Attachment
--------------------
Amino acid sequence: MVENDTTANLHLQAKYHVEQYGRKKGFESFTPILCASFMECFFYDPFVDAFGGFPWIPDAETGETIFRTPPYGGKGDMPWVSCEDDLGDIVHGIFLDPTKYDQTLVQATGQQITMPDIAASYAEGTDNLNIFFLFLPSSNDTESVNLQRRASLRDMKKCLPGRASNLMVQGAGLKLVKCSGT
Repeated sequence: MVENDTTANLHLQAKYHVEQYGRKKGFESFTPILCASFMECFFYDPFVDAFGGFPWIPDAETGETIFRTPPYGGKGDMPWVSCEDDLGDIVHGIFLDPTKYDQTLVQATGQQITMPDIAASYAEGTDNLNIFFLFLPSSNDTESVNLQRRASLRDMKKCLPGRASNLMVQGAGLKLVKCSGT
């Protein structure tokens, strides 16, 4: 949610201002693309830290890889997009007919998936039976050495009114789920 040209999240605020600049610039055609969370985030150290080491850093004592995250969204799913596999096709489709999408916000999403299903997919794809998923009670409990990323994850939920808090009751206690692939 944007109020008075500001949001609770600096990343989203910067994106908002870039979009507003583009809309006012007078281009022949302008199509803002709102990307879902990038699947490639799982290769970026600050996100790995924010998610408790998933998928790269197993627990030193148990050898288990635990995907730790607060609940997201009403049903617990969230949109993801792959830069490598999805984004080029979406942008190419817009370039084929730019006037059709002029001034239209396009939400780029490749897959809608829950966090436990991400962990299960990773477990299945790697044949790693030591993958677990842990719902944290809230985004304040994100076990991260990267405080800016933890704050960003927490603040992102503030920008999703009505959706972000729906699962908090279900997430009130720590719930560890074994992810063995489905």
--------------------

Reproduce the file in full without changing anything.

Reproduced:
Amino acid sequence: MVENDTTANLHLQAKYHVEQYGRKKGFESFTPILCASFMECFFYDPFVDAFGGFPWIPDAETGETIFRTPPYGGKGDMPWVSCEDDLGDIVHGIFLDPTKYDQTLVQATGQQITMPDIAASYAEGTDNLNIFFLFLPSSNDTESVNLQRRASLRDMKKCLPGRASNLMVQGAGLKLVKCSGT
Repeated sequence: MVENDTTANLHLQAKYHVEQYGRKKGFESFTPILCASFMECFFYDPFVDAFGGFPWIPDAETGETIFRTPPYGGKGDMPWVSCEDDLGDIVHGIFLDPTKYDQTLVQATGQQITMPDIAASYAEGTDNLNIFFLFLPSSNDTESVNLQRRASLRDMKKCLPGRASNLMVQGAGLKLVKCSGT
């Protein structure tokens, strides 16, 4: 949610201002693309830290890889997009007919998936039976050495009114789920 040209999240605020600049610039055609969370985030150290080491850093004592995250969204799913596999096709489709999408916000999403299903997919794809998923009670409990990323994850939920808090009751206690692939 944007109020008075500001949001609770600096990343989203910067994106908002870039979009507003583009809309006012007078281009022949302008199509803002709102990307879902990038699947490639799982290769970026600050996100790995924010998610408790998933998928790269197993627990030193148990050898288990635990995907730790607060609940997201009403049903617990969230949109993801792959830069490598999805984004080029979406942008190419817009370039084929730019006037059709002029001034239209396009939400780029490749897959809608829950966090436990991400962990299960990773477990299945790697044949790693030591993958677990842990719902944290809230985004304040994100076990991260990267405080800016933890704050960003927490603040992102503030920008999703009505959706972000729906699962908090279900997430009130720590719930560890074994992810063995489905």